I-35 rebuild through Austin starts with 51st St roundabout.

A computer generated rendering, promoted by TxDOT, shows a smooth flowing I-35 at 51st street. 

A roundabout intersection, along the southbound lanes, is a major part of the $16.5 million project.

The design is not an attempt to be “Austin weird,” according to TxDOT Austin District Engineer Terry McCoy. "It is a tried and proven method. Like I said, we looked at several different alternatives, several different configurations, predicted what the benefits would be of each, and this one was a clear winner for this location,” said McCoy.

TxDOT predicts traffic capacity at the intersection will increase by 30 to 50%. With no traffic lights, it’s anticipated the roundabout will shave four minutes off the commute through it. Crashes may be reduced by 35%.        

With the Wednesday ground breaking ceremony, construction will now get underway.

Completion is targeted for early 2019.

"A few minutes here, a few minutes there, we're making a difference in people's lives,” said State Senator Kirk Watson ( D) Austin.

There is also a south Austin part to the ground breaking. Work is also getting underway building a new overpass at Oltorf as well as widening the interstate, south of the river, between Woodland and Woodward St.

That project has a $42 million price tag.

All the construction equipment eventually will be moved down into the city core. But TxDOT officials say construction on I-35 there will not take place until all the work is done on MoPac and the 183 south projects known as the Bergstrom Expressway. There's a lot of work still to be done on those roads.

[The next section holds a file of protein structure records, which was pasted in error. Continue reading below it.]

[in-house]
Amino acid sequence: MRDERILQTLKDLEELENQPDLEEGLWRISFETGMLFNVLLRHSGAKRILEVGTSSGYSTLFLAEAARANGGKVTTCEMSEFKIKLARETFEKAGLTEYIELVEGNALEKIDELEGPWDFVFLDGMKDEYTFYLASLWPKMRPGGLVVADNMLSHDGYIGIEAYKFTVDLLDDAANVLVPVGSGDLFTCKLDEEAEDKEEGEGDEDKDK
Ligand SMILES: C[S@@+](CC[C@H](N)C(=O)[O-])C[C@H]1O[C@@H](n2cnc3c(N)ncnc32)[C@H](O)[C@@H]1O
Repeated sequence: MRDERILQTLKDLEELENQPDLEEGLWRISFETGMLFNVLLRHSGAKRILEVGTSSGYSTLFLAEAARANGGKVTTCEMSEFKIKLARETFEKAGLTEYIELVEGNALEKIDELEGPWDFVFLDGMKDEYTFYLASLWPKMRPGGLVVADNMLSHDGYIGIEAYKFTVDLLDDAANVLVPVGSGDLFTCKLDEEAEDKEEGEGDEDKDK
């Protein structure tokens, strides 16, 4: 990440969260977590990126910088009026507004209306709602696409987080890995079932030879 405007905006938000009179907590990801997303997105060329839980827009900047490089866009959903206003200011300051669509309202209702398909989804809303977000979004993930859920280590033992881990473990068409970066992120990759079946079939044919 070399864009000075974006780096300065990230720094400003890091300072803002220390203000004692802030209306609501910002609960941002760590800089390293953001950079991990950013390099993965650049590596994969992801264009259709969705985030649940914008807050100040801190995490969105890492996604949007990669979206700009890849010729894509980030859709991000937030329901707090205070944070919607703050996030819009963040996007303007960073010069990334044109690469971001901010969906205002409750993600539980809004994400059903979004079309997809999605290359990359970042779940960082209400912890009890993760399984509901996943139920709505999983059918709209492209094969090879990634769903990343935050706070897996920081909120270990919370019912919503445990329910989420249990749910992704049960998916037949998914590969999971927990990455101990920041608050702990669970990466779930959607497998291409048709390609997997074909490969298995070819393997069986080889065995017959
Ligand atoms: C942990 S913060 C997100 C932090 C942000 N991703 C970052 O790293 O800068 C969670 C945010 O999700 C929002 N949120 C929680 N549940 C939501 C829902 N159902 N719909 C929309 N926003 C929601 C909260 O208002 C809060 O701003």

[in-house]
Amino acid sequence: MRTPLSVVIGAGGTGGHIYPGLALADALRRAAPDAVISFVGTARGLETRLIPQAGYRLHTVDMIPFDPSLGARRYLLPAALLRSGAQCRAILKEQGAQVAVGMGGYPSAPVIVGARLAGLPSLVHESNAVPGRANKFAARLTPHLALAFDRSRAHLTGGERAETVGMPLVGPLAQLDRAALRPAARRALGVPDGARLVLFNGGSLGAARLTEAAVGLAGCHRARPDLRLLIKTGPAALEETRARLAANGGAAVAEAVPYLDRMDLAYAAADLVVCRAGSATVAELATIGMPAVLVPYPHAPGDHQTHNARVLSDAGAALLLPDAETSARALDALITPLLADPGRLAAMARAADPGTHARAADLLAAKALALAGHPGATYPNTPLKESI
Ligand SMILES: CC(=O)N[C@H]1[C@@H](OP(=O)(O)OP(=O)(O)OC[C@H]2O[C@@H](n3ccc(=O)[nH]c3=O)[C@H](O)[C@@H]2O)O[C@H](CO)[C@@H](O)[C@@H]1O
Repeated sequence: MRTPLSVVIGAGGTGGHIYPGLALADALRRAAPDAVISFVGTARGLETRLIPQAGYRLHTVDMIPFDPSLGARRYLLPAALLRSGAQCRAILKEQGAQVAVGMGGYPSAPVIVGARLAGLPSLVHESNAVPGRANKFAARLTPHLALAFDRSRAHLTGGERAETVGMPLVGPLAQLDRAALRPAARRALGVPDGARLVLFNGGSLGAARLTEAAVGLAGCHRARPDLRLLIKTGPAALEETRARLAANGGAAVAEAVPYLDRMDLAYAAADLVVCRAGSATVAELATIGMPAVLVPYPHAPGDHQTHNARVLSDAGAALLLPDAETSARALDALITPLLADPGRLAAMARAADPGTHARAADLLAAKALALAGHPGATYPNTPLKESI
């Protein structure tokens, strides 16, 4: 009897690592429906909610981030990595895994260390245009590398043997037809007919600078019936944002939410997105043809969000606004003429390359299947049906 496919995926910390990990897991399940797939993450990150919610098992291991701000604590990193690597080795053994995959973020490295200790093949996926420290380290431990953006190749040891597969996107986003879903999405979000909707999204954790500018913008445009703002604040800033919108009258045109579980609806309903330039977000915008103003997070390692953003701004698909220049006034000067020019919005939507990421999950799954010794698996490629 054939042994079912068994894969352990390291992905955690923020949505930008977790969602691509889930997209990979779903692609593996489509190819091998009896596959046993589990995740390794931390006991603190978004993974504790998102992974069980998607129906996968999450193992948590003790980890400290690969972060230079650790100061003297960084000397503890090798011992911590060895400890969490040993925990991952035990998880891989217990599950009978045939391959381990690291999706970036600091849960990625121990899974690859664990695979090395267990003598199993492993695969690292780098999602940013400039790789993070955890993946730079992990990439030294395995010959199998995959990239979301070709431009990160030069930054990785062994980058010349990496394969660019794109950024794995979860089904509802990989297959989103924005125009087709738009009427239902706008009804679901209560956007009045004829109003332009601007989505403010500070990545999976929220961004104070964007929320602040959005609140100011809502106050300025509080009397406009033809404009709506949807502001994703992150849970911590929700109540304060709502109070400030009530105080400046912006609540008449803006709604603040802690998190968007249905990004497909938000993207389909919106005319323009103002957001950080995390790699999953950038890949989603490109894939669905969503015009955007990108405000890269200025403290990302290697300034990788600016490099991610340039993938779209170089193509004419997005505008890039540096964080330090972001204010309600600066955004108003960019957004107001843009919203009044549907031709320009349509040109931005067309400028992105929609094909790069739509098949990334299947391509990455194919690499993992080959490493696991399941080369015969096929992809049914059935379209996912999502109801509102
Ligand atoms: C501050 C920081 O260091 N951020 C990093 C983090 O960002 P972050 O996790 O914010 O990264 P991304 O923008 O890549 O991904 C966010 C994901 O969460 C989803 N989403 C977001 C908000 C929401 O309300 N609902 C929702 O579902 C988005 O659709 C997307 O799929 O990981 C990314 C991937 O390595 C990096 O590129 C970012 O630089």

Austin Mayor Steve Adler seemed confident the critical east and west side by-passes will be done before construction begins downtown. "I look at MoPac and I’m told there is light at the end of the tunnel and it’s not a train,” said Adler.

Road builders acknowledge Austin is facing a decade long interstate make over. Its part of a statewide campaign called Texas Clear Lanes. Texas Transportation Commissioner, Bruce Bugg, said the effort is funded in large part by money siphoned out of the Rainy Day Fund. "It’s aspirational, it’s big in scope, but Texas is big and our problems in our five major metropolitan cities are big, it takes big dollars to attack big problems."

Austin is getting almost $160 million to kick off this new round of construction projects.

Funding for the next step - through downtown- has not yet been allocated -- which is why a firm start date has not been announced. The goal is to start the massive rebuild of I-35, between the river and Airport Blvd, four years from now.